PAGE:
The modified periodogram windows the time-domain signal prior to computing the DFT in order to smooth the edges of the signal. This has the effect of reducing the height of the sidelobes or spectral leakage. This phenomenon gives rise to the interpretation of sidelobes as spurious frequencies introduced into the signal by the abrupt truncation that occurs when a rectangular window is used. For nonrectangular windows, the end points of the truncated signal are attenuated smoothly, and hence the spurious frequencies introduced are much less severe. On the other hand, nonrectangular windows also broaden the mainlobe, which results in a reduction of resolution.
periodogram allows you to compute a modified periodogram by specifying the window to be used on the data. For example, compare a default rectangular window and a Hamming window:
fs = 1000; % Sampling frequency t = (0:fs/10)/fs; % One-tenth second worth of samples A = [1 2]; % Sinusoid amplitudes f = [150;140]; % Sinusoid frequencies xn = A*sin(2*pi*f*t) + 0.1*randn(size(t)); [Pxx,F] = periodogram(xn,rectwin(length(xn)),length(xn),fs); plot(F,10*log10(Pxx))
[Pxx,F] = periodogram(xn,hamming(length(xn)),length(xn),fs); plot(F,10*log10(Pxx))
You can verify that although the sidelobes are much less evident in the Hamming-windowed periodogram, the two main peaks are wider. In fact, the 3 dB width of the mainlobe corresponding to a Hamming window is approximately twice that of a rectangular window. Hence, for a fixed data length, the PSD resolution attainable with a Hamming window is approximately half that attainable with a rectangular window. The competing interests of mainlobe width and sidelobe height can be resolved to some extent by using variable windows such as the Kaiser window.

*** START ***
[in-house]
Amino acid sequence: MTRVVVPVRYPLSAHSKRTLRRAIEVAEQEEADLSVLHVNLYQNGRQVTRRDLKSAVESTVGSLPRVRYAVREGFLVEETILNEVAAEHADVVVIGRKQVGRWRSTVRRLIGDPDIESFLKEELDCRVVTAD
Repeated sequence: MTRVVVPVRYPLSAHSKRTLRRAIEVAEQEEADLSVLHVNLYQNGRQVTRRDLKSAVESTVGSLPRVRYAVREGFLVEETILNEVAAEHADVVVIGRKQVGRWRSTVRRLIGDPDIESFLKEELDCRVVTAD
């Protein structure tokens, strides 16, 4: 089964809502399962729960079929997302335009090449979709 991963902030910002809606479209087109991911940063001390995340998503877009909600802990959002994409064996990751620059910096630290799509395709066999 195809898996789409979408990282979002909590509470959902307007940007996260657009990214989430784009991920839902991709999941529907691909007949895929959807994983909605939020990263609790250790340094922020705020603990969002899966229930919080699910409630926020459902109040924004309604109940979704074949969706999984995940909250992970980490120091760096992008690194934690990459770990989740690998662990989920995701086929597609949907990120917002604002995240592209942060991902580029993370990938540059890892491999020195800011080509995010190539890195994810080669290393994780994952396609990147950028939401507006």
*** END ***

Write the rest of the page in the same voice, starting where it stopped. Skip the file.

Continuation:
Nonrectangular windowing affects the average power of a signal because some of the time samples are attenuated when multiplied by the window. To compensate for this, periodogram and pwelch normalize the window to have an average power of unity. This ensures that the measured average power is generally independent of window choice. If the frequency components are not well resolved by the PSD estimators, the window choice does affect the average power.
The modified periodogram estimate of the PSD is
$${\widehat{P}}_{xx}(f)=\frac{|X(f){|}^{2}}{FsLU},$$
where U is the window normalization constant:
$$U=\frac{1}{L}{\displaystyle \sum _{n=0}^{N-1}|}w(n){|}^{2}.$$
For large values of L, U tends to become independent of window length. The addition of U as a normalization constant ensures that the modified periodogram is asymptotically unbiased.